Hundreds of people at FDC Philadelphia have been infected since October, including dozens of staffers and correctional officers. Still, we cannot expect conditions to improve meaningfully in the near term because FDC Philadelphia’s correctional officers continue to flaunt even the most basic COVID-19 protocols, like wearing masks and social distancing. I observed this during the very brief time in October when outside visitations were allowed. COs demanded that I remove my latex gloves before entering, claiming that they attract the virus. They refused repeatedly to maintain even a reasonable distance from our mom, a senior with elevated risks of COVID-19 complications. Even with us in the meeting room, groups of 5-6 gathered closely and maskless to socialize. It is no wonder that they continue to infect people, the majority of whom are simply waiting for their day in court.

This didn’t have to happen. Since the virus took hold in the United States, public health experts have clamored for home confinement of pre-trial detainees, compassionate release of medically vulnerable and/or suffering seniors, and other provisions available to prison wardens around the country. Their pleas fall on deaf ears. Wardens have approved fewer than 2% of the compassionate release requests they’ve received. FDC Philadelphia has even less reason to worsen this crisis. The facility is primarily a pre-trial detention facility, wherein people like Lore are confined before they even get to mount a defense. This may be because they cannot buy their freedom through the abominable cash bail system or, like Lore, they are just too useful as political effigies.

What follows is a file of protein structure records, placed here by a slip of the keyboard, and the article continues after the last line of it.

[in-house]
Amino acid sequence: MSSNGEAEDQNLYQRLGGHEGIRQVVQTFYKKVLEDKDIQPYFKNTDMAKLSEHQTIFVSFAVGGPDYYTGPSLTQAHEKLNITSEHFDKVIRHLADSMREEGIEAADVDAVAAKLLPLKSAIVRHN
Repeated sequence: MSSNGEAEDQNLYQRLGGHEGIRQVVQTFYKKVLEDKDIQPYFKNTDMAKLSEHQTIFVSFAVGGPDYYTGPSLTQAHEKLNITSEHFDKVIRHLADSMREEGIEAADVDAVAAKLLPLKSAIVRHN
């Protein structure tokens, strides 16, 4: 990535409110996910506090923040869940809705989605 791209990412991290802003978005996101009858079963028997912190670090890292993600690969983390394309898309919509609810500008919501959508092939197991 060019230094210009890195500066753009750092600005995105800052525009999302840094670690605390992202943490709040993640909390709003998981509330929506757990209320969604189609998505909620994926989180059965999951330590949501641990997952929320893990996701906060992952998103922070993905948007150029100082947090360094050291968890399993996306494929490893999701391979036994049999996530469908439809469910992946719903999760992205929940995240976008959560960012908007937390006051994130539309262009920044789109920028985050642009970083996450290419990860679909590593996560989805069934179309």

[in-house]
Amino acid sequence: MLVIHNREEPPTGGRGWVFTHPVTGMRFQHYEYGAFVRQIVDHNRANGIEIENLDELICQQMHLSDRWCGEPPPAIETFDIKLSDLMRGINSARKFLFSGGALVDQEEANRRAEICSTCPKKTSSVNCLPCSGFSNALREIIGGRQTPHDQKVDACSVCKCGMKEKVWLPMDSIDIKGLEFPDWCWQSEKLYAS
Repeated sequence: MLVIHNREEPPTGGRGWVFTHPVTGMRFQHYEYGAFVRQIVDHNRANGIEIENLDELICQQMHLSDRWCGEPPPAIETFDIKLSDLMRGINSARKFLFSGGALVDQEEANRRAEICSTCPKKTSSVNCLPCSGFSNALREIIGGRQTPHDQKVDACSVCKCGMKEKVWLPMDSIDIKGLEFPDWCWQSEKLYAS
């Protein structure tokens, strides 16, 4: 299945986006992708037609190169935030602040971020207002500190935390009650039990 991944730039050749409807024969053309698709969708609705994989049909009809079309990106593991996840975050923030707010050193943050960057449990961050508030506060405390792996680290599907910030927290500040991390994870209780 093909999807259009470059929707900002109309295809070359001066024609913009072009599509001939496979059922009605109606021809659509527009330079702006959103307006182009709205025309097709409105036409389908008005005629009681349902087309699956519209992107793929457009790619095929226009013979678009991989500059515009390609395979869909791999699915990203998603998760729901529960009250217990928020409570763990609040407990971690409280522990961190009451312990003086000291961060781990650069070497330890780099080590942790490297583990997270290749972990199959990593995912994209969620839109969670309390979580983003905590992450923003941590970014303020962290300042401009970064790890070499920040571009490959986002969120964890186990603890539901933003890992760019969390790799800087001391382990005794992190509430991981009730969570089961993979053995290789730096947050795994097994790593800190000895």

We are lucky to still have Lore. We warned the US Attorney’s office that they weren’t equipped or motivated to protect Lore’s health. They countered first by blocking Lore from signing the HIPAA releases that were necessary to share her heart condition, which the Centers for Disease Control and Prevention (CDC) affirms puts her at elevated risk for COVID-19 complications. When that failed, they falsely claimed that FDC Philadelphia could take proper care of her. Lore has been denied her prescription medications for Supraventricular Tachycardia (SVT) and other conditions since she was taken into custody. I’m relieved that we don’t currently need to call the facility every day, only to be denied any kind of proof-of-life, but we must now focus on the myriad potential near- and long-term effects of COVID-19 that FDC Philadelphia will not treat.